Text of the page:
Category: EcoSpirituality

Dreaming with Elk

Dreaming with Elk

It happened again. I awoke in the wee hours of the morning dreaming of elk bedded down all around my home and then, late this afternoon, I came upon a large gathering of elk as they begin to come together for their annual autumnal rut festival. According to a national park volunteer I spoke with, today was the first day of their gathering. And they told me in my dream.

A few years ago, not long after I moved back to the Smokies, I awoke and in a half-waking/half-sleeping state, I felt hot breath on my face. None of my four-legged companions was the source of the hot breath. I felt an elk standing over me, breathing in my face. Later that morning, I came upon a massive bull elk standing on the side of the road, as if he was waiting for me.

It has happened more than these two examples, but these were the most intense. 

I’m not sure how consciousness works, but I do believe we have helpers that show up in all manner of forms. The elk and I definitely are in sync. And I am deeply grateful.

Today I saw a cow and her calf in the river and they reminded me of Wading Women, my holistic fly fishing guide service name. They became the newest members of the team…wading women, indeed! 

No matter what species were are labeled, we all go to water for nurturing, healing, for life-giving fluids. Several elk were cooling off in the chilly, mountain water as it was in the low 90’s here in the Smokies. I’m in total agreement with them…let’s wade!

I’m grateful for the visitations, for the shared dreamtime experiences with elk. For their strength, power, and stamina—majestic rulers of the forest. Thank you!

Please note: none of these images were taken in close proximity to the elk. They were either taken with a telephoto lens, from a safe distance behind a big tree, or actually from within my car and the elk were alongside the road. The national park asks visitors to stay over 50 yards away (150 feet). Anything that disturbs elk or causes them to move, is against park rules and can result in fines and arrest. I have accidentally come upon them on a trail before and it’s a very strange feeling to realize you are completely surrounded by elk without even seeing them when you were hiking. This time of year, as we approach the ‘rut festival,’ we must be extra cautious as the bulls can be very dangerous when they are fighting for their gals. Please don’t harass any wildlife in the park. Let them remain undisturbed. Please.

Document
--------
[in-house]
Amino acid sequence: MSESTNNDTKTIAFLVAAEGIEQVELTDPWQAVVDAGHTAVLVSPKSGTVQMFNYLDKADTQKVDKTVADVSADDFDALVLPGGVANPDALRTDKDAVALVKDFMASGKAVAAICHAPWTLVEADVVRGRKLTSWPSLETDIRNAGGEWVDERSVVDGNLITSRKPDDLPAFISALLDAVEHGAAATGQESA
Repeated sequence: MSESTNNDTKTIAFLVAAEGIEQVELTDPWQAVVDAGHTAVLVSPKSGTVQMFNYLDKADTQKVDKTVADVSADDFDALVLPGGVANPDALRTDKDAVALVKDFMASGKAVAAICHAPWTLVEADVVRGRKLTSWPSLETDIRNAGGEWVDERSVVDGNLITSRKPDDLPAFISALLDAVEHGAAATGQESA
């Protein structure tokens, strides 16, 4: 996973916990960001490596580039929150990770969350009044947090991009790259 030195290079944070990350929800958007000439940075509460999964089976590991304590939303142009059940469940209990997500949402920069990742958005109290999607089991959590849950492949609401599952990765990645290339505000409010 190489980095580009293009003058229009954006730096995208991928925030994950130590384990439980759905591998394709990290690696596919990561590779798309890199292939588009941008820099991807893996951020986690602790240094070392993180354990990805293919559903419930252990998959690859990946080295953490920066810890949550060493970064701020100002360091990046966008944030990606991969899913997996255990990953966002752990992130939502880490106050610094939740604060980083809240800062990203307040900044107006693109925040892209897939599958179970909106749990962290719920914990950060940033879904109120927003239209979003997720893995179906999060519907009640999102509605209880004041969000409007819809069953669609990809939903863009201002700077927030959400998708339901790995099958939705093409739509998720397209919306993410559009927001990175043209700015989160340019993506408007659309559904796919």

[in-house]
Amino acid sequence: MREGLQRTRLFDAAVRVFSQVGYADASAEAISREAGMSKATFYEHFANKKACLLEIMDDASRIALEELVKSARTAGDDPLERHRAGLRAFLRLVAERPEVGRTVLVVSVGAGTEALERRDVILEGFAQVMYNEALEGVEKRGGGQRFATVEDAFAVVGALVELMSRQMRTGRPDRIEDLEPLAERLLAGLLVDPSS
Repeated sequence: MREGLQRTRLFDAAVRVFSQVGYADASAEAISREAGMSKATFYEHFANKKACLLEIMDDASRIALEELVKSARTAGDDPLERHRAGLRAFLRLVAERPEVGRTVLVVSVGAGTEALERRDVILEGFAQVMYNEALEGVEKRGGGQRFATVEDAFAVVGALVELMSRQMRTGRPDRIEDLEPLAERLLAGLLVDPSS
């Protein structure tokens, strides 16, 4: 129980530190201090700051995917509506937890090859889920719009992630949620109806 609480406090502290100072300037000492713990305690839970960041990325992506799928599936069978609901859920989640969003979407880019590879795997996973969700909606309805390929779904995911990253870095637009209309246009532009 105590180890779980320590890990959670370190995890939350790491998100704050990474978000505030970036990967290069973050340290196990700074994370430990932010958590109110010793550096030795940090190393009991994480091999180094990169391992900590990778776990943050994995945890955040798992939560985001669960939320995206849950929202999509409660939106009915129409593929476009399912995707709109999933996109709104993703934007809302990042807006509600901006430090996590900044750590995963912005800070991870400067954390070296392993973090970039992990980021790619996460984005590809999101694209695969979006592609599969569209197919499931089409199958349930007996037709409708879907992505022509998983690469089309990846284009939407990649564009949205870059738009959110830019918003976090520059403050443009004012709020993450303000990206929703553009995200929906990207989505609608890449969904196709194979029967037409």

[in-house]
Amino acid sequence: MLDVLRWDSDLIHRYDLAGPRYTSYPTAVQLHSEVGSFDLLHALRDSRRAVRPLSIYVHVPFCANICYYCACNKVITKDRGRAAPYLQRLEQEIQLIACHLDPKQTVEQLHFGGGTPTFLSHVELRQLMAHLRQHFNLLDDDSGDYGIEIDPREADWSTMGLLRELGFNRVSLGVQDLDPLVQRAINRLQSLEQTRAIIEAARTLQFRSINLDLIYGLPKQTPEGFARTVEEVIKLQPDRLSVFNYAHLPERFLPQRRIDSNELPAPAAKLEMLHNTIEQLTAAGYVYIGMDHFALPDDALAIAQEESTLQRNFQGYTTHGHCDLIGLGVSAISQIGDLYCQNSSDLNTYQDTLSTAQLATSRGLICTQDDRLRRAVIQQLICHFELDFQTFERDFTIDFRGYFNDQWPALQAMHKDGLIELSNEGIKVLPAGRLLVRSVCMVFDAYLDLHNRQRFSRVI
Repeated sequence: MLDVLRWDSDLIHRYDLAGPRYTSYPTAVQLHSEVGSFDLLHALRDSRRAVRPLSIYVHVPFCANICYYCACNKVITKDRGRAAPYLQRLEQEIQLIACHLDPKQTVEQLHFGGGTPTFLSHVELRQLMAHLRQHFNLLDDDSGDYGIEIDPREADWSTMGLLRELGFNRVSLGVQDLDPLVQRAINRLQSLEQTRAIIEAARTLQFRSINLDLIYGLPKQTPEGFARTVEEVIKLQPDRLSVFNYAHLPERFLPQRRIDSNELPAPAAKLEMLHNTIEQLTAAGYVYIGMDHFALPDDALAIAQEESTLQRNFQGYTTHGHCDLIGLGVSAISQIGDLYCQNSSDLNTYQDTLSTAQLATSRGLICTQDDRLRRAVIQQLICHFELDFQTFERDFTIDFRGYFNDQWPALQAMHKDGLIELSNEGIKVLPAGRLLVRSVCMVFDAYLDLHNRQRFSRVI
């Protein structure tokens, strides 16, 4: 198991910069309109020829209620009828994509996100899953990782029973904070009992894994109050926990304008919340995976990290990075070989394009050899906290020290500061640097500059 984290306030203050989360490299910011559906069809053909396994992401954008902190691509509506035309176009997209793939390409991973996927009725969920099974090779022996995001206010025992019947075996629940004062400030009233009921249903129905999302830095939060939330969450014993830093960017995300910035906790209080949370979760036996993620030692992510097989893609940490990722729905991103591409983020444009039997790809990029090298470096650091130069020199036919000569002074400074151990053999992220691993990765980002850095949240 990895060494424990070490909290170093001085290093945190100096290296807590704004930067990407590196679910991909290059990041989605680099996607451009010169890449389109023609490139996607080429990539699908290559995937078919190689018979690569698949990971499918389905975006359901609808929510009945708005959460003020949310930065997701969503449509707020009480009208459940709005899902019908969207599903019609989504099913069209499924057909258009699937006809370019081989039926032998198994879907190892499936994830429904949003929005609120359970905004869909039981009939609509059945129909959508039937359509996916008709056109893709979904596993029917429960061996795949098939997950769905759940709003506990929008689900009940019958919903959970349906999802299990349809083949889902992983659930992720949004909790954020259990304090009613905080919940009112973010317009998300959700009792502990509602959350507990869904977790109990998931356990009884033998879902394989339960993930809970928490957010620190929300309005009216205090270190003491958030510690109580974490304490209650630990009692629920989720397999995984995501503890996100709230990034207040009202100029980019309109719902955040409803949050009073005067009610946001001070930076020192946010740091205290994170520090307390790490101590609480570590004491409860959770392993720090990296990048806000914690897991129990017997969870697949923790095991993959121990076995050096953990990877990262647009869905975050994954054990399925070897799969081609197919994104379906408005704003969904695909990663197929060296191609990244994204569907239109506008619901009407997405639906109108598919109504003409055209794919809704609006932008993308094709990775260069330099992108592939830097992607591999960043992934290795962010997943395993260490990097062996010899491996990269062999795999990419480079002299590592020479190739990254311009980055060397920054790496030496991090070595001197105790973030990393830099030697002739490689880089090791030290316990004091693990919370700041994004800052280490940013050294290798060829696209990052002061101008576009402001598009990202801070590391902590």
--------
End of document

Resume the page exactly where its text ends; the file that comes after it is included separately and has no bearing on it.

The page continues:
When Rocks Sing

When Rocks Sing

The large bolder in the middle of the clear, rushing water was the perfect place to sit as I tied on new tippet and a new fly. As I focused on tying the knots, attention given completely to the task, I felt vibrations coming from the rock through my body. Must be the rock transmitting the water’s movement, I thought.

On I waded until I found a much bigger rock to sit on for my snack of dark chocolate and almonds. As I chewed the nuts and sweet treat, I felt the same thing. I’d never felt vibrations from a rock before…not like that. And yes, the water was moving but, still. 

So I sat and felt the rock trembling and wondered if it was my body shaking…but no, it was definitely coming from outside of me. 

What must it take for something as solid and heavy as a rock to reverberate with the energy of water? I’ve been at large waterfalls and felt the earth shake from large volumes of water. I’ve stood on cliffs over 700 tall on the west coast of Ireland and felt the ground shake far back from the edge as waves crashed into shore. So yes, it’s possible for earth to transmit vibrations of moving water. I had just never felt it on the rocks in the creek.

It’s rather amazing, really. Something as hard and heavy and big as a large bolder can convey the language of water through vibrations. And, I’m guessing I could have put my ear to the rock and heard the music of the interplay between rock and water through the rock’s interpretation of those vacillations of sound waves…of energy.

In my meditation before sleep tonight, I closed my eyes and listened to my body. It felt energized and alive, in perfect balance. That usually happens after four or five hours of wading and casting, but tonight I noticed something different. It was as if my body still held the vibration of the rock…the music of the rock…and continued to emit joy from that profound song.